US traffic increases by 19% from 2008 to 2017; Stewart was fastest expanding airport last year, Cuba leads international growth race
There were 965 million passenger enplanements on flights serving US airports in 2017, according to the Bureau of Transportation Statistics. This was 3.4% up on 2016 and 19% more than the 812.7 million passengers handled in 2008. The domestic market has traditionally dominated departures boards at US airports and in 2017, internal flights accounted for 77% of all traffic.
US domestic market up 14% over past 10 years
There were 651.7 million passenger enplanements on domestic services in the US in 2008. This had risen to 741.6 million by 2017, representing a 14% increase in traffic. The only year-on-year decline in domestic passenger numbers over the past 10 years took place at the height of the global recession in 2009, when internal traffic dipped by 5.2%. Since then, the US domestic market has enjoyed eight back-to-back years of growth.Traffic subsequently increased by 20% from 2009 to 2017. During this period the average year-on-year growth rate was 2.3%, and the largest single annual increase was 5.0% in 2015.
An analysis of the most established domestic routes in the US market – classified here as those with a minimum of 100,000 one-way seats in 2016 – reveals that the fastest growing of these links in 2017 was the Floridian connection between Fort Lauderdale and Orlando, which enjoyed an 83% boost in capacity last year. This was due to the return of Southwest Airlines on the inter-state route, with the LCC having previously operated the sector until 2013.
International traffic grows by more than one-third since 2008
There were 161.0 million passengers on international flights to and from the US in 2008. This grew to 223.4 million passengers in 2017, representing a 39% increase in overseas traffic. As with the domestic market, the only year-on-year decline took place in 2009 as the global economic downturn took hold. There then followed eight year-on-year increases international traffic. The average annual growth rate over this period was 3.5% and the largest single boost in passengers was the 6.0% increase witnessed in 2015. International traffic has enjoyed stronger percentage growth than domestic services in the US market over the past 10 years. The proportion of all US passengers taking an international flight has subsequently increased from 20% in 2008 to 23% last year.
An examination of the most established international routes in the US market (those with a minimum of 100,000 one-way seats in 2016) shows that the fastest growing sector in 2017, was Dublin to New York Newark. This transatlantic link enjoyed an 86% increase in one-way seats last year as Aer Lingus ramped-up its year-round operation on the route, having only commenced operations on the sector in September 2016.
Stewart rides low-cost wave
OAG data suggests that up to 701 US airports welcomed at least one scheduled service in 2017. Clearly some of these were small facilities with irregular or one-off flights, but 245 offered 100,000 departing seats or more. An analysis of the more established airports (those with a minimum of 100,000 departing seats in 2016) reveals that 174 of these saw an increase in scheduled seats last year. The strongest growth among these airports came at Stewart, where capacity was up 65% due in the main to the introduction of five new low-cost transatlantic links from Norwegian. The largest airport to make the top 12 growth list was Long Beach in California, which provided more than 2.4 million departing scheduled seats last year.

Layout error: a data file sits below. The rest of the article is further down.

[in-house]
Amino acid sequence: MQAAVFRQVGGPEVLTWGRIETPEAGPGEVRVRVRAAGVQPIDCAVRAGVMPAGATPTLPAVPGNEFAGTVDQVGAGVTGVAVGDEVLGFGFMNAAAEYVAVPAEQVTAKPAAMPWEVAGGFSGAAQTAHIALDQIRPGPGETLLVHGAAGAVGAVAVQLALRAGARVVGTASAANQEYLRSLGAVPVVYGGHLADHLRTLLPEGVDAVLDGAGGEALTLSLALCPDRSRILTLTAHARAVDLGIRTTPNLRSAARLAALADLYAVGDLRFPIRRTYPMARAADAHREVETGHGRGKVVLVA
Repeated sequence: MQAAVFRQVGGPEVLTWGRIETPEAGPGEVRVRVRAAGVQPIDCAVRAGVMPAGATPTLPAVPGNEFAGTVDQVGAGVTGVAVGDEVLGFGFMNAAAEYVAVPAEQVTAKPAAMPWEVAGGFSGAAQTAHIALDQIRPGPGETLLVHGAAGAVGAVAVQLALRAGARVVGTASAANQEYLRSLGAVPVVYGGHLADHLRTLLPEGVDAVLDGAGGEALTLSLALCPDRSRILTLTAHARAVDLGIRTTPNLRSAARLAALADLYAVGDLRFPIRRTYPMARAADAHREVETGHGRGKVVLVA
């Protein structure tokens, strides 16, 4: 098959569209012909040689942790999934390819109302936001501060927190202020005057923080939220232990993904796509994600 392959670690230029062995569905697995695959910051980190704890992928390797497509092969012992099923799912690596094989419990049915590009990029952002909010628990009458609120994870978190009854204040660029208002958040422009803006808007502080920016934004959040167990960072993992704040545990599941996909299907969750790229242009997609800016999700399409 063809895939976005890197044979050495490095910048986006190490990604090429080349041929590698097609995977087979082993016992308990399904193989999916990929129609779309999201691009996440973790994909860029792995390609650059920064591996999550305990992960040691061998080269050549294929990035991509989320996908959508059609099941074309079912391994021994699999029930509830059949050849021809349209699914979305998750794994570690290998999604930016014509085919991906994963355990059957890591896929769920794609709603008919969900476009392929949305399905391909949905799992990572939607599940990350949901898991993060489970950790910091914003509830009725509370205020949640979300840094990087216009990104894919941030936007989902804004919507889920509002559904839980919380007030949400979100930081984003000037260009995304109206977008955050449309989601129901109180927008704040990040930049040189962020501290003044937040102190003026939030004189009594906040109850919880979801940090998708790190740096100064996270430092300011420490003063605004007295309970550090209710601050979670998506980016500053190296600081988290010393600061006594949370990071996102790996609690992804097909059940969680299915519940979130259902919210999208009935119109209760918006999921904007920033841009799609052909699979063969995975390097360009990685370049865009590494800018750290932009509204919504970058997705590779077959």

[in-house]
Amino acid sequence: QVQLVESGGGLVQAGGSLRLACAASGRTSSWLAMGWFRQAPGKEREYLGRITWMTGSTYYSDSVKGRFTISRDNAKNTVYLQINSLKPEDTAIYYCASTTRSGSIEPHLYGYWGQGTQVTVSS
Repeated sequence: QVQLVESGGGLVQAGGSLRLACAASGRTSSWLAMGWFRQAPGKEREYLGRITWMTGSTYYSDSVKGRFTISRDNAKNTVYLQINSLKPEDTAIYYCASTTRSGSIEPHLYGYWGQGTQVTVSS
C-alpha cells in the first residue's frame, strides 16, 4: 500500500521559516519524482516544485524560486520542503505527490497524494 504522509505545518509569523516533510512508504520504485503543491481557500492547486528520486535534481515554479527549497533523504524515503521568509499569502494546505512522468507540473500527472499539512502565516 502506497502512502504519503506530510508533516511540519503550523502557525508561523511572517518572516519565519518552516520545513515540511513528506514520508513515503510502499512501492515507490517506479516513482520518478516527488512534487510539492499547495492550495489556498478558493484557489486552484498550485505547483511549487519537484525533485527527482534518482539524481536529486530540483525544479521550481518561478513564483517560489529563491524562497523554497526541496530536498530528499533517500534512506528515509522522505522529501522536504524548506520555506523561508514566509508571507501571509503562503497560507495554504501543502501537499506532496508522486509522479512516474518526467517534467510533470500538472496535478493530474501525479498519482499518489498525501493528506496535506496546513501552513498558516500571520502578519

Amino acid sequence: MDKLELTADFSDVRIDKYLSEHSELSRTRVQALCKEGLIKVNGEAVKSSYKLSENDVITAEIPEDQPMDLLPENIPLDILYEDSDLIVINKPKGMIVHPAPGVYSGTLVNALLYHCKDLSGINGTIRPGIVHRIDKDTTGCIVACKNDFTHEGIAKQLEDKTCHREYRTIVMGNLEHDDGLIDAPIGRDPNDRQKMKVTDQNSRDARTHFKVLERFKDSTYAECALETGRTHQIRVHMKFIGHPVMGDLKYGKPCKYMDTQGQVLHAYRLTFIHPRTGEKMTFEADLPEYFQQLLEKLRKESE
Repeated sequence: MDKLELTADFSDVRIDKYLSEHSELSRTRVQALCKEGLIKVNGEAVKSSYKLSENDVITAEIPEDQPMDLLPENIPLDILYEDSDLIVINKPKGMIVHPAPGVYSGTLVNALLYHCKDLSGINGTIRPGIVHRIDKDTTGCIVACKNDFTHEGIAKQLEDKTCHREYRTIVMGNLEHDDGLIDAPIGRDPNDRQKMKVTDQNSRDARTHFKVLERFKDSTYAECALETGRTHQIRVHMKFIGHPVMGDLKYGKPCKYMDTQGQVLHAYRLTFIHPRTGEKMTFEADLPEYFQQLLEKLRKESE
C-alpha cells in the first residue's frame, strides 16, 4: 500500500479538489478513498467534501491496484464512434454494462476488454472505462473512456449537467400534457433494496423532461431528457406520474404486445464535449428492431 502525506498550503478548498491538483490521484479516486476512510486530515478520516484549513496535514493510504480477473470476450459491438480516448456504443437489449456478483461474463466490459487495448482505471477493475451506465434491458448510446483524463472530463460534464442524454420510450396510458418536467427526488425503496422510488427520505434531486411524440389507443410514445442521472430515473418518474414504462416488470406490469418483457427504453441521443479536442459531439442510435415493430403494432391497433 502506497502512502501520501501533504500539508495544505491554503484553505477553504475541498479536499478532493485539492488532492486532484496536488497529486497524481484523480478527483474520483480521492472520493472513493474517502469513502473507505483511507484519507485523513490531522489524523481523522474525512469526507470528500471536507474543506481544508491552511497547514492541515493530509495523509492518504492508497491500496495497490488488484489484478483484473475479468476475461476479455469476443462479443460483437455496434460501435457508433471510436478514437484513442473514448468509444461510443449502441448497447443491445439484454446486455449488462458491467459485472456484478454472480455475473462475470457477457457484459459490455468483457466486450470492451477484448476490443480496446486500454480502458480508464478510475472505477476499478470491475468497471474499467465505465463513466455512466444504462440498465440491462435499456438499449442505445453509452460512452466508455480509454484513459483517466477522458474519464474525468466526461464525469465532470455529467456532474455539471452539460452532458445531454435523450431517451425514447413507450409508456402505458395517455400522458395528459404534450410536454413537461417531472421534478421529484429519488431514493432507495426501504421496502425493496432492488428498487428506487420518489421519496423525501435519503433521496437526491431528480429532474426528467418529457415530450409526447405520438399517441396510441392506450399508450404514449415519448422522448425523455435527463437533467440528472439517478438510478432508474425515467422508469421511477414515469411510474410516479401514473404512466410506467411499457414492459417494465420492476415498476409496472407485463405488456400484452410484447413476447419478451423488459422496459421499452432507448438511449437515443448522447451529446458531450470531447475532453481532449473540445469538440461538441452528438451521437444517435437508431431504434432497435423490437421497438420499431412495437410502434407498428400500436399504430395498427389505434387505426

Outside of the more established airports, a further 464 saw at least one scheduled flight in 2016 but fewer than 100,000 departing seats. Two of these facilities which experienced notable growth last year were Concord (65% more seats) and Belleville (58% more), with both airports enjoying an increase in capacity from Allegiant Air. This resulted in each facility offering more than 140,000 departing seats in 2017.
Mexico displaces Canada as #1 in 2017
There were scheduled flights to 108 different countries from the US in 2017, although some of these international markets were only served with limited or irregular services. The largest country market from the US last year was Mexico, which displaced Canada as the leading international destination. Despite a 17% increase in the seats available to its North American neighbour from 2008 to 2017, Canada’s share of international capacity from the US dropped from 14% to 13% over this period, with Mexican services seeing stronger growth.
A review of the more established international markets reveals that 79 were served with a minimum of 100,000 one-way seats in 2016, with 58 of these enjoying an increase in capacity last year. The strongest growth came on services to Cuba, with seat numbers to the Caribbean island up 380% due to the Obama administration’s decision to allow US airlines to operate scheduled flights between the two countries for the first time in many years, as part of a widely reported restoration of diplomatic relations. Seven of the top 12 fastest growing international markets last year were in Europe, with two in the Asia Pacific region, two in the Americas and one in Africa.
There were a further 26 international markets served by fewer than 100,000 one-way seats in 2016, with 14 of these welcoming an increase in capacity in 2017. The largest increase among these countries came on services to Singapore, with seat numbers to the Asia Pacific city state increasing by 180%, to more than 200,000 last year. This was due to Singapore Airlines and United Airlines offering more seats on services from San Francisco, plus the latter’s introduction of a connection from Los Angeles.